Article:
Trump Tariff Threats Targeted German Automakers: Report

At his April meeting with French president Emmanuel Macron, US President Donald Trump said he would stick to his guns on a policy whose aim was to keep German cars from rolling down Fifth Avenue.

That’s according to a report from German magazine, Wirtschaftwoche, which claims that President Trump was intent on keeping German vehicles out of the US market through burdensome tariffs of 25%, though he had threatened to impose 35% tariffs in 2017.

While the president is reported to have used Mercedes in his rhetoric, such tariffs would have had an especially negative effect on Audi and Porsche, which, unlike BMW and Mercedes, has no US factories. Volkswagen, too, would have been at risk since only the Passat and Atlas are currently made in the US.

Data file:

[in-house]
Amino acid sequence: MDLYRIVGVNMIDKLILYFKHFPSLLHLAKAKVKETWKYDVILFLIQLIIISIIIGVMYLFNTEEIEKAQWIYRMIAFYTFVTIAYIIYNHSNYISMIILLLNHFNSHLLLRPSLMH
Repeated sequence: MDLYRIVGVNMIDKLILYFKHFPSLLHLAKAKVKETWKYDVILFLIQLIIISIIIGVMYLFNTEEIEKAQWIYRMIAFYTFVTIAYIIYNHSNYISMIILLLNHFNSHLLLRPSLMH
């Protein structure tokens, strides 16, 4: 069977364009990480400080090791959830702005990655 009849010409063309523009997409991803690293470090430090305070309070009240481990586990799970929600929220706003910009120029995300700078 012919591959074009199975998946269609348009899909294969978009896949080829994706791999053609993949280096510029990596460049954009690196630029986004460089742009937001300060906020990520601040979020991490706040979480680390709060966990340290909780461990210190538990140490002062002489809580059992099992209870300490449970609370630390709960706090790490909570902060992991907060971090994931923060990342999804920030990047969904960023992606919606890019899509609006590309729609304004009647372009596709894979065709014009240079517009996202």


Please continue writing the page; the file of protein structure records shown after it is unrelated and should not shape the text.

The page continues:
Such large tariffs would cost German automakers $5.25 billion and would effectively scupper the business case for German automakers, from whom the US receives the most automotive imports in the EU.

Last year, the Volkswagen Group delivered more than 975,000 vehicles to the US (whereas all German manufacturers built just 804,000 cars in the US last year). That accounts for 9% of the Group’s worldwide sales.

The value of EU exports to the US, meanwhile, was worth $43 billion, reports Automotive News. American exports to the EU, however, only accounted $7.3 billion—although GM was in the middle of pulling out of the European market last year and has now done so.

As it stands, European automakers still have an exemption from Trump’s tariffs, but Trump is expected to decide whether or not to end that exemption today, which could extinguish our hopes of ever seeing the Mk8 Golf R.

[source: Wirtschaftwoche via Automotive News]